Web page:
NASA SBIR 2017 Solicitation

FORM B - PROPOSAL SUMMARY


PROPOSAL NUMBER: 171 S1.03-9822
SUBTOPIC TITLE: Technologies for Passive Microwave Remote Sensing
PROPOSAL TITLE: Microwave Photonic Imaging Radiometer

SMALL BUSINESS CONCERN (Firm Name, Mail Address, City/State/Zip, Phone)
Phase Sensitive Innovations Inc.
51 E Main St Ste 201
Newark, DE 19711 - 4676
(302) 456-9003

PRINCIPAL INVESTIGATOR/PROJECT MANAGER (Name, E-mail, Mail Address, City/State/Zip, Phone)
Dr. Thomas Dillon
dillon@phasesensitiveinc.com
51 East Main Street
Newark, DE 19711 - 4676
(302) 456-9003

CORPORATE/BUSINESS OFFICIAL (Name, E-mail, Mail Address, City/State/Zip, Phone)
Mrs. Renee Willis-Williams
willis-williams@phasesensitiveinc.com
51 E Main St Ste 201
Newark, DE 19711 - 4676
(302) 456-9003

Estimated Technology Readiness Level (TRL) at beginning and end of contract:
Begin: 2
End: 3

Technology Available (TAV) Subtopics
Technologies for Passive Microwave Remote Sensing is a Technology Available (TAV) subtopic that includes NASA Intellectual Property (IP). Do you plan to use the NASA IP under the award?
No

TECHNICAL ABSTRACT (Limit 2000 characters, approximately 200 words)
Passive Microwave Remote Sensing is currently utilized by NASA, NOAA, and USGIS to conduct Earth Science missions, including weather forecasting, early warning systems, and climate studies. Due to budgetary constraints and lack of reliable access to medium-lift vehicles, the current trend in the space industry is towards smaller, cheaper, and more frequent missions. Nano-satellites, such as CubeSats, are gaining in popularity due to their low cost and ease of deployment. These miniaturized platforms impose severe constraints on the size, weight, and power (SWaP) of the payload. However, relatively large apertures are required to achieve desired spatial resolution. In this NASA SBIR effort, Phase Sensitive Innovations (PSI) will dramatically reduce the SWaP of our microwave photonic imaging radiometer technology, thus making it amenable to deployment on spaceborne platforms. Our innovative approach employs distributed aperture imaging (DAI) with optical upconversion of the incoming microwave radiation and subsequent coherent optical reconstruction of the microwave scene. The sensor features a flexible, two-dimensional form factor that allows the antenna array to be stowed for launch and deployed once in orbit using space inflatables, which enables a large RF aperture to be realized on a small platform. Besides easing implementation on small satellites, PSI?s imaging radiometer provides capabilities beyond those currently available on conventional microwave sensors, most notably the ability to generate real-time, two-dimensional radiometric imagery with no mechanical scanning. The end result of our effort will not only greatly reduce the SWaP of our instrument commensurate with deployment on emerging platforms, but also reduce the cost and complexity while increasing reliability and performance. These improvements in turn will open up new market segments for the technology.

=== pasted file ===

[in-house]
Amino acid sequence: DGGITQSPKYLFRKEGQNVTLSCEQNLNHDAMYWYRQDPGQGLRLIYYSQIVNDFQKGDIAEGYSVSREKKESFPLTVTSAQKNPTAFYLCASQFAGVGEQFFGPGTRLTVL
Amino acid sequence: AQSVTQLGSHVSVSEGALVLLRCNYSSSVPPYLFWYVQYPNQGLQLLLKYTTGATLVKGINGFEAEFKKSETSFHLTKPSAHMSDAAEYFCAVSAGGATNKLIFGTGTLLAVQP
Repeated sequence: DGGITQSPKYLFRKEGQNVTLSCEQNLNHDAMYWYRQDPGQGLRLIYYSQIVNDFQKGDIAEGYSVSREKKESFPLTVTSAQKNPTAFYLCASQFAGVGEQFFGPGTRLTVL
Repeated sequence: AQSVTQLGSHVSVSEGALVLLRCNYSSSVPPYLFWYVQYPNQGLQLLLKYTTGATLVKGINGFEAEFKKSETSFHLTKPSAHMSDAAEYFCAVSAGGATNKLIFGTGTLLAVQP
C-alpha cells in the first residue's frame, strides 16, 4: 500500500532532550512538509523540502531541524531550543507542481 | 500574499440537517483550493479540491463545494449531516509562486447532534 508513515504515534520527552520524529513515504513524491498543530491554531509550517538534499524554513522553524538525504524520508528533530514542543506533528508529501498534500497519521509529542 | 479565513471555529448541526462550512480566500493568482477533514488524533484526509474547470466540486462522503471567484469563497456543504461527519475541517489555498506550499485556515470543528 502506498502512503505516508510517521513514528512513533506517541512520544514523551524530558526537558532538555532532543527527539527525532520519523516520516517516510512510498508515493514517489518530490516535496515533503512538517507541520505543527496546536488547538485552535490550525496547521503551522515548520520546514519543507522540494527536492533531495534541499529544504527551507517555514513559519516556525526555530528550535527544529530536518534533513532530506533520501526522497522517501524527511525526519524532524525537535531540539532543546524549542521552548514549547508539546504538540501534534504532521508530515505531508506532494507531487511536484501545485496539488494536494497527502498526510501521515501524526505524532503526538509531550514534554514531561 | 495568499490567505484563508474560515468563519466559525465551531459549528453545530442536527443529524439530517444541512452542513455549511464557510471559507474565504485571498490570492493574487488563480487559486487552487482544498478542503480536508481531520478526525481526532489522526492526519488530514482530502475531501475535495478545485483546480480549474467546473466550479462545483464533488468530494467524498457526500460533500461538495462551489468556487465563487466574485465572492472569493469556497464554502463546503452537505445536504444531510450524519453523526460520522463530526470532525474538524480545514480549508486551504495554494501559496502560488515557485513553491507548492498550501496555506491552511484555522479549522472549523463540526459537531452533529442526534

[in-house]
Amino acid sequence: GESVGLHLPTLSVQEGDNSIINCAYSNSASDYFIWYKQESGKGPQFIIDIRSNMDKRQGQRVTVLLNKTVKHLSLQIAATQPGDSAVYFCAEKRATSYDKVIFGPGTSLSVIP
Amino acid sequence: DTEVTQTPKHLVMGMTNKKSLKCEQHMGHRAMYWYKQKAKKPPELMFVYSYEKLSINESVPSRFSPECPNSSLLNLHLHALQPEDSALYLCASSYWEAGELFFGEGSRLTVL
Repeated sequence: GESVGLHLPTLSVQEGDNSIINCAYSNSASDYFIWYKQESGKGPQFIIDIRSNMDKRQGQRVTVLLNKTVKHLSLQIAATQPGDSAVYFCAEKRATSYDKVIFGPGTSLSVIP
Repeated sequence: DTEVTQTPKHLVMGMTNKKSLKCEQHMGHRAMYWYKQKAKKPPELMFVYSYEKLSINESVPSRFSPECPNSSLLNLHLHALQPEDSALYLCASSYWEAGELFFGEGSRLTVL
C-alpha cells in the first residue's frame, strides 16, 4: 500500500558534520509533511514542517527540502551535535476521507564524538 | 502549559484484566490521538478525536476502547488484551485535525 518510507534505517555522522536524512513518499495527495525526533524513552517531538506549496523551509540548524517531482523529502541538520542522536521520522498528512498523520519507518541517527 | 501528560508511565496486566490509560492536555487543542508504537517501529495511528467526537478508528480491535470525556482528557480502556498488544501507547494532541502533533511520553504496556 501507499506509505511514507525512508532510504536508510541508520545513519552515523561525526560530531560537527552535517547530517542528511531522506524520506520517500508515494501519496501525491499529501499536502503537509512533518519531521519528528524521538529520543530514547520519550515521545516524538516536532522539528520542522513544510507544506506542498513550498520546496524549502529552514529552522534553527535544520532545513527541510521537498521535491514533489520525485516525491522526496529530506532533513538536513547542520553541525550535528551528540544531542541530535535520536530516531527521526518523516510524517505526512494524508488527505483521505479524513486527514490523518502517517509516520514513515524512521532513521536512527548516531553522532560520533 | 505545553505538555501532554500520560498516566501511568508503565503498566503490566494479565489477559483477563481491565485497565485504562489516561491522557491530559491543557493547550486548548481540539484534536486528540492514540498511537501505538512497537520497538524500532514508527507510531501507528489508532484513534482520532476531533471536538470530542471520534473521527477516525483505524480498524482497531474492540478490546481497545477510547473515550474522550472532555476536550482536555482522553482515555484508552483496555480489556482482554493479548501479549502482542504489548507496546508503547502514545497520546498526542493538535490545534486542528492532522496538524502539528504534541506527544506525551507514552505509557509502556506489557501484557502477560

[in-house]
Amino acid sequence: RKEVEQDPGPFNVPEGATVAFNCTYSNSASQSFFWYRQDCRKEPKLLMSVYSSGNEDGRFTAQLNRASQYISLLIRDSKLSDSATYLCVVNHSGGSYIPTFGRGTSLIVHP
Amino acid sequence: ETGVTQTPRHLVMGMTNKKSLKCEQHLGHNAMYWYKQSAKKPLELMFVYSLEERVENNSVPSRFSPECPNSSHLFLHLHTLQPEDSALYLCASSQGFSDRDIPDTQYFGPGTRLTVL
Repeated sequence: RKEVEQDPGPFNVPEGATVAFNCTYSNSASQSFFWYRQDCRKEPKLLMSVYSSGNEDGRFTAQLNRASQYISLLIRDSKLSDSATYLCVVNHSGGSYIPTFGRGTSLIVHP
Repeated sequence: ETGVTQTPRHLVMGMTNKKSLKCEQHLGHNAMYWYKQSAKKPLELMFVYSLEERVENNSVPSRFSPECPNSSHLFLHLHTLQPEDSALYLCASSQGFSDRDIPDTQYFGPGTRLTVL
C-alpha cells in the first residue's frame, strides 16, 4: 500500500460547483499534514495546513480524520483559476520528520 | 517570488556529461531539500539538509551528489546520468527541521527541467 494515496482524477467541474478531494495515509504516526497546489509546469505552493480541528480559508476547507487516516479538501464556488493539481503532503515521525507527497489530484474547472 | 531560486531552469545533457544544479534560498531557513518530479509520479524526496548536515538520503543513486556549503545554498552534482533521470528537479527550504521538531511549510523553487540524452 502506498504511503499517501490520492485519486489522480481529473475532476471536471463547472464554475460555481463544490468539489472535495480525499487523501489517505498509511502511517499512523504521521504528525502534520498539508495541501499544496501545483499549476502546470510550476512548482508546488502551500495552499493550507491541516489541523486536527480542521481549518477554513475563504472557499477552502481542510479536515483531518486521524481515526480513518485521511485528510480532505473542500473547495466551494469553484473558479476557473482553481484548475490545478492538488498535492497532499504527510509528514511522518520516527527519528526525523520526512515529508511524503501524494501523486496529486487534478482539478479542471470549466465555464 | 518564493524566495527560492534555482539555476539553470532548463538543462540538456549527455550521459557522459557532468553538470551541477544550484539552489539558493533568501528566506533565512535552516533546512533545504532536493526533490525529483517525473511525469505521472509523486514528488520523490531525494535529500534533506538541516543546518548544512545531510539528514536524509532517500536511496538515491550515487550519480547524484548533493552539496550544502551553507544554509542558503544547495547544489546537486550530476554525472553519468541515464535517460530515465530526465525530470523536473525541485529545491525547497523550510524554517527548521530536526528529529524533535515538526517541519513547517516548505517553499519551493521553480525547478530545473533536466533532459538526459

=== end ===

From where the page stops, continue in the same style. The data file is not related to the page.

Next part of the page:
POTENTIAL NASA COMMERCIAL APPLICATIONS (Limit 1500 characters, approximately 150 words)
The distributed aperture array technology utilized in PSI?s microwave imaging radiometer can be leveraged in a number of applications of interest to NASA. Besides passive sensing of microwave radiation from earth and other celestial bodies for weather related data, active operation is a straightforward extension for radar applications where range data is useful. High gain beam forming is readily achieved by the phased array, which is advantageous for communications and telemetry applications.

POTENTIAL NON-NASA COMMERCIAL APPLICATIONS (Limit 1500 characters, approximately 150 words)
The applications for PSI?s microwave and millimeter wave imaging technology and its capabilities are numerous and could have an appreciable impact in many commercial and military areas. Millimeter wave radiation is attenuated millions of times less in clouds, fog, smoke, snow, and sandstorms than visual or IR radiation, which enables millimeter wavelength imaging systems to ?see-through? obscurants in day or night conditions. A partial list of applications includes:
1. Marine navigation in dense fog and inversion layers with passive imaging systems
2. Navigational aids for landing aircraft in adverse weather, operating emergency response vehicles in poor weather or smoke, piloting ships in poor-visibility conditions, and monitoring highways for traffic safety
3. Military surveillance and target acquisition in inclement weather with potential use on unmanned autonomous vehicles (UAVs)
4. Enhanced visualization in smoke and fog, providing superior performance over infrared systems for locating victims and navigating within a fire zone
5. Non-intrusive portal security whose use would proliferate in airports, embassies, government and landmark buildings, schools, sports arenas, etc.
6. Scanners at the more than 300 ports of entry into the U.S. to look simultaneously for weapons and contraband without the need for multiple sensors
7. Stand-off frisking, providing police and security guards with the ability to detect concealed objects without the need for physical search

TECHNOLOGY TAXONOMY MAPPING (NASA's technology taxonomy has been developed by the SBIR-STTR program to disseminate awareness of proposed and awarded R/R&D in the agency. It is a listing of over 100 technologies, sorted into broad categories, of interest to NASA.)
Antennas
Interferometric (see also Analysis)
Microwave
Radiometric
Transmitters/Receivers

Form Generated on 04-19-17 12:59